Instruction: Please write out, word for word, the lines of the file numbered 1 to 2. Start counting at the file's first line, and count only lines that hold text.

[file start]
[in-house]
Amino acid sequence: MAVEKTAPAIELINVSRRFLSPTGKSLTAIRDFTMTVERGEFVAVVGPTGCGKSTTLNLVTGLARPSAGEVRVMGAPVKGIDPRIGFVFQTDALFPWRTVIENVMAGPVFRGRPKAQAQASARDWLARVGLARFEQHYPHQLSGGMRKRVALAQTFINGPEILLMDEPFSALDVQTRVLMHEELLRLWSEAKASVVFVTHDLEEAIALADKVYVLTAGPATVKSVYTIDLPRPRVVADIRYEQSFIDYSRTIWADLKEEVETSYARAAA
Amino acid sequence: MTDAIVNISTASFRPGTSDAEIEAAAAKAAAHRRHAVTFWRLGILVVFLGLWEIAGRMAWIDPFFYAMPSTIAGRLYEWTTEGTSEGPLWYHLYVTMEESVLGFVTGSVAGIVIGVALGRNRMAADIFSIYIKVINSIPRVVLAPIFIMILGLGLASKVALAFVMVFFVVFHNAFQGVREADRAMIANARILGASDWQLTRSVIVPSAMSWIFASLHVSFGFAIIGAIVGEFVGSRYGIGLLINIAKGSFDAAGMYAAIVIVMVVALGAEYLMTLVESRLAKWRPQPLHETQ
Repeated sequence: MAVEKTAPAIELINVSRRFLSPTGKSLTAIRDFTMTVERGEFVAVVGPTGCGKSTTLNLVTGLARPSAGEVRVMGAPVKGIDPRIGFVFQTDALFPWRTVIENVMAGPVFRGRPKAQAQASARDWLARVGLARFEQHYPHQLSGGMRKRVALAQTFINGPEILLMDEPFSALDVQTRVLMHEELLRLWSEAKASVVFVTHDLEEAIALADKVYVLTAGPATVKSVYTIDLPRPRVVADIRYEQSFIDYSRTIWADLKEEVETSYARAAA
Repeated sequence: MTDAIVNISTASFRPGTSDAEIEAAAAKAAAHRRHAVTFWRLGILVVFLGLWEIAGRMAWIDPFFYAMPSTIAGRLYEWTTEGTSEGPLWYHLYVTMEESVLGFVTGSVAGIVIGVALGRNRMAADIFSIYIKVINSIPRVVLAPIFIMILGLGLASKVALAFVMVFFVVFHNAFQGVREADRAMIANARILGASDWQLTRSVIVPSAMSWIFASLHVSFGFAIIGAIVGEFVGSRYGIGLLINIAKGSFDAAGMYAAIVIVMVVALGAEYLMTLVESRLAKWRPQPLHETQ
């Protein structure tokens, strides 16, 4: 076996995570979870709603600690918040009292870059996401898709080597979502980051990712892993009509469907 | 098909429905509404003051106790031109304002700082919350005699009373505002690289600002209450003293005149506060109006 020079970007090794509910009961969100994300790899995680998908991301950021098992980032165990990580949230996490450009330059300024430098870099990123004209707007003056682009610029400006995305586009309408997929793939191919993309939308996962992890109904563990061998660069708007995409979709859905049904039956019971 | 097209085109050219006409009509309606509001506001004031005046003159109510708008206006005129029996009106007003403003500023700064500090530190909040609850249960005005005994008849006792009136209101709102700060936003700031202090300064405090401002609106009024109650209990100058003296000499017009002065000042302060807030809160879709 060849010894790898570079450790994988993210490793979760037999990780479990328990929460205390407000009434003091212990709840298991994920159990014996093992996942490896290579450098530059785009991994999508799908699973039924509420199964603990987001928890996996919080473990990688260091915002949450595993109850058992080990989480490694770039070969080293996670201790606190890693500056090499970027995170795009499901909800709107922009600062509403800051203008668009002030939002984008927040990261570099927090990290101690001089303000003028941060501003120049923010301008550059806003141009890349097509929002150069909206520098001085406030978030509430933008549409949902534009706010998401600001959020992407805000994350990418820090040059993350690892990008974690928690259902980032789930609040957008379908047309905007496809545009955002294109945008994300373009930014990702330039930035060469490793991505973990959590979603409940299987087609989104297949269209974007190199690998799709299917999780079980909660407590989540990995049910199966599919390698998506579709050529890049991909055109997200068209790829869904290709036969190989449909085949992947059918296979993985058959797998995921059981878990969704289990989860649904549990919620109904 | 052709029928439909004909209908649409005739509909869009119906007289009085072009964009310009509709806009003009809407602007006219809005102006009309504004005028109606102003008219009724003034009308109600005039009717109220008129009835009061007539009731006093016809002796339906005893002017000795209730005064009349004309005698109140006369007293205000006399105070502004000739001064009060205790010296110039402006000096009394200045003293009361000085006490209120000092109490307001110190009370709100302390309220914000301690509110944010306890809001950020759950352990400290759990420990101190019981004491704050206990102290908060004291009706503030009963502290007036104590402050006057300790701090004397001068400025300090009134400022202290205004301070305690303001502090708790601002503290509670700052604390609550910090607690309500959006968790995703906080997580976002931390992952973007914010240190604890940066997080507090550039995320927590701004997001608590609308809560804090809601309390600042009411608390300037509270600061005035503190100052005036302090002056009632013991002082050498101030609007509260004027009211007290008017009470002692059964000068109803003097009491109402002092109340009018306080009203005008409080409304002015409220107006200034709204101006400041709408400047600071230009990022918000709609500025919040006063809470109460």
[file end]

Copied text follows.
[in-house]
Amino acid sequence: MAVEKTAPAIELINVSRRFLSPTGKSLTAIRDFTMTVERGEFVAVVGPTGCGKSTTLNLVTGLARPSAGEVRVMGAPVKGIDPRIGFVFQTDALFPWRTVIENVMAGPVFRGRPKAQAQASARDWLARVGLARFEQHYPHQLSGGMRKRVALAQTFINGPEILLMDEPFSALDVQTRVLMHEELLRLWSEAKASVVFVTHDLEEAIALADKVYVLTAGPATVKSVYTIDLPRPRVVADIRYEQSFIDYSRTIWADLKEEVETSYARAAA